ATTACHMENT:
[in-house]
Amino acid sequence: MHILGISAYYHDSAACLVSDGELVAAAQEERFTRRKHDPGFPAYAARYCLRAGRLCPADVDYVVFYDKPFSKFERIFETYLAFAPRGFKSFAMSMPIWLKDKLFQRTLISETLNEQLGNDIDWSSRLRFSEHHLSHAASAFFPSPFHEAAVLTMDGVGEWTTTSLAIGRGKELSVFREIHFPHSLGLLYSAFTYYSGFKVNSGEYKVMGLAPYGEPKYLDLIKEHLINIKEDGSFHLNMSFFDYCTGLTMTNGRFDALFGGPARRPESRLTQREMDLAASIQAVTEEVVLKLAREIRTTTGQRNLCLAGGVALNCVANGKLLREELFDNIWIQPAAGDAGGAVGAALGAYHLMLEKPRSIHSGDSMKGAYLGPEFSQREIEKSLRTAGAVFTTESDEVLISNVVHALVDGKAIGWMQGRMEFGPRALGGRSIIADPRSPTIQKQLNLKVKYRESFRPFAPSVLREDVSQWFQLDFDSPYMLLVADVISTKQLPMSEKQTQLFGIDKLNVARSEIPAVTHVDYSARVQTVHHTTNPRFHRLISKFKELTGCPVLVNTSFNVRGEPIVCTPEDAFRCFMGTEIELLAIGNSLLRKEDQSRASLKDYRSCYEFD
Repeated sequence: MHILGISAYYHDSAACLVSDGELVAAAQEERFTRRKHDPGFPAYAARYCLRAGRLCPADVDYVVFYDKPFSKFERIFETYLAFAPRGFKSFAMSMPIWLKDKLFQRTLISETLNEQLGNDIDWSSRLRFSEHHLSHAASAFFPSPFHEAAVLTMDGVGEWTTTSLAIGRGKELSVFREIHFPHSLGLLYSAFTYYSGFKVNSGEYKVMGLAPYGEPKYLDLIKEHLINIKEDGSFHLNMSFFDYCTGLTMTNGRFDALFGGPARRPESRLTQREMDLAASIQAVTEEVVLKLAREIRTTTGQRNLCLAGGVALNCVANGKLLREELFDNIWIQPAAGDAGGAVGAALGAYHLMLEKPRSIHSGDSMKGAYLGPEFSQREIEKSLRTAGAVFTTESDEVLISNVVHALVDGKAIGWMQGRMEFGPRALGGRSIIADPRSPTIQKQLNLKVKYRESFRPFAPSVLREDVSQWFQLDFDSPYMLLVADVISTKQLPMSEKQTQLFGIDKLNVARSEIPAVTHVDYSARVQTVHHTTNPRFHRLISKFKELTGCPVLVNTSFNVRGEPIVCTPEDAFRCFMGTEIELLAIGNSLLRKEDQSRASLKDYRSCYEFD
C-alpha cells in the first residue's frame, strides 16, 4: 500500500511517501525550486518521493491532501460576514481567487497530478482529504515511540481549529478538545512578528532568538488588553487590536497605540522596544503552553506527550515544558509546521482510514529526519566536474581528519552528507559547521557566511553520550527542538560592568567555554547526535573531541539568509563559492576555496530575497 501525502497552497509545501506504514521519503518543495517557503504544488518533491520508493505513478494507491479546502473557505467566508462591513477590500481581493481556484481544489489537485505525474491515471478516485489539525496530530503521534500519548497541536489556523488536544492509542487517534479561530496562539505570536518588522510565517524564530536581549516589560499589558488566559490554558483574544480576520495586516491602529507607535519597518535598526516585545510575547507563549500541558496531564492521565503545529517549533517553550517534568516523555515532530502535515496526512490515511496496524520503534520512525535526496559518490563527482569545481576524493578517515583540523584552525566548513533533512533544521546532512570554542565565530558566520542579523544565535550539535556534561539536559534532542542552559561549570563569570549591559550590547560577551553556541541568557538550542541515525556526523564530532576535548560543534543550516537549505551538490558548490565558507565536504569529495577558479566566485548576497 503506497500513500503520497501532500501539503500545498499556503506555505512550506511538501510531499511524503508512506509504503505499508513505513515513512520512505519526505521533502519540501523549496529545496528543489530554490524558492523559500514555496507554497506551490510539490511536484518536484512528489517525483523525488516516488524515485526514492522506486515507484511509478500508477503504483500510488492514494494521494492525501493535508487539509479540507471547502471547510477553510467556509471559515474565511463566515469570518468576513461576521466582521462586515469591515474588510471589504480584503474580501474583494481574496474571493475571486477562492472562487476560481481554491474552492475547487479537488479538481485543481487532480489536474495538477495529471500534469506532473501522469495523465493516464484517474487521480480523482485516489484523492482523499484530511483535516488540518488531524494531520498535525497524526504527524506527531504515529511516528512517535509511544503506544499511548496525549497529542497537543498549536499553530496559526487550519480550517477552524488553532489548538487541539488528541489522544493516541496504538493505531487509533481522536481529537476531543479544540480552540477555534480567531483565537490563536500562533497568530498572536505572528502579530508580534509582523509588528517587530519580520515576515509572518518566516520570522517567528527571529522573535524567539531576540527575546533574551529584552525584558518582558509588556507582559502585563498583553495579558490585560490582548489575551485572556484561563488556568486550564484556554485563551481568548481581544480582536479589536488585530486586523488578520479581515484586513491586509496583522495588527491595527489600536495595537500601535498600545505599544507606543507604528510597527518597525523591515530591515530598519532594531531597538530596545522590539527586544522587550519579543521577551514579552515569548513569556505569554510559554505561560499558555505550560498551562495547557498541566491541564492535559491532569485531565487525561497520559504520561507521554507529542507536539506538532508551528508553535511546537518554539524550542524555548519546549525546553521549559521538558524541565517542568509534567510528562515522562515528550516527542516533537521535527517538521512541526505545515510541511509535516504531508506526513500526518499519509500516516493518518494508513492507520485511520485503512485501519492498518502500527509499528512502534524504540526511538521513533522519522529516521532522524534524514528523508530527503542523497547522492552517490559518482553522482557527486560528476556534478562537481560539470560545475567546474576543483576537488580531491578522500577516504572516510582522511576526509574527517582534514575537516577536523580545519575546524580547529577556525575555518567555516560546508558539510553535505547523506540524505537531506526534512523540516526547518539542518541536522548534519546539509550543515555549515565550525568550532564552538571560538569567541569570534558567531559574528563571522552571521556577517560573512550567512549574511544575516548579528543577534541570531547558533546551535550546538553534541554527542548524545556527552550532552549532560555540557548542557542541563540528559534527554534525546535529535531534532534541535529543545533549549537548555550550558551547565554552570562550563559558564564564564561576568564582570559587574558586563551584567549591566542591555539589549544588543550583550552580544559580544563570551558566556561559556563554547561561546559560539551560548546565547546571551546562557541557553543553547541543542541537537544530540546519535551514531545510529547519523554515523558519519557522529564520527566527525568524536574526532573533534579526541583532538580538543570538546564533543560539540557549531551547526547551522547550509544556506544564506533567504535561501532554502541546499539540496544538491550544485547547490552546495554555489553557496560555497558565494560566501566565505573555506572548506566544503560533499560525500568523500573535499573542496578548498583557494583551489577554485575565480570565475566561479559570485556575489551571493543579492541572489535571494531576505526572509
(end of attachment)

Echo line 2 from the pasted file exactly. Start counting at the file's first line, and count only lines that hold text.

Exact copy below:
Amino acid sequence: MHILGISAYYHDSAACLVSDGELVAAAQEERFTRRKHDPGFPAYAARYCLRAGRLCPADVDYVVFYDKPFSKFERIFETYLAFAPRGFKSFAMSMPIWLKDKLFQRTLISETLNEQLGNDIDWSSRLRFSEHHLSHAASAFFPSPFHEAAVLTMDGVGEWTTTSLAIGRGKELSVFREIHFPHSLGLLYSAFTYYSGFKVNSGEYKVMGLAPYGEPKYLDLIKEHLINIKEDGSFHLNMSFFDYCTGLTMTNGRFDALFGGPARRPESRLTQREMDLAASIQAVTEEVVLKLAREIRTTTGQRNLCLAGGVALNCVANGKLLREELFDNIWIQPAAGDAGGAVGAALGAYHLMLEKPRSIHSGDSMKGAYLGPEFSQREIEKSLRTAGAVFTTESDEVLISNVVHALVDGKAIGWMQGRMEFGPRALGGRSIIADPRSPTIQKQLNLKVKYRESFRPFAPSVLREDVSQWFQLDFDSPYMLLVADVISTKQLPMSEKQTQLFGIDKLNVARSEIPAVTHVDYSARVQTVHHTTNPRFHRLISKFKELTGCPVLVNTSFNVRGEPIVCTPEDAFRCFMGTEIELLAIGNSLLRKEDQSRASLKDYRSCYEFD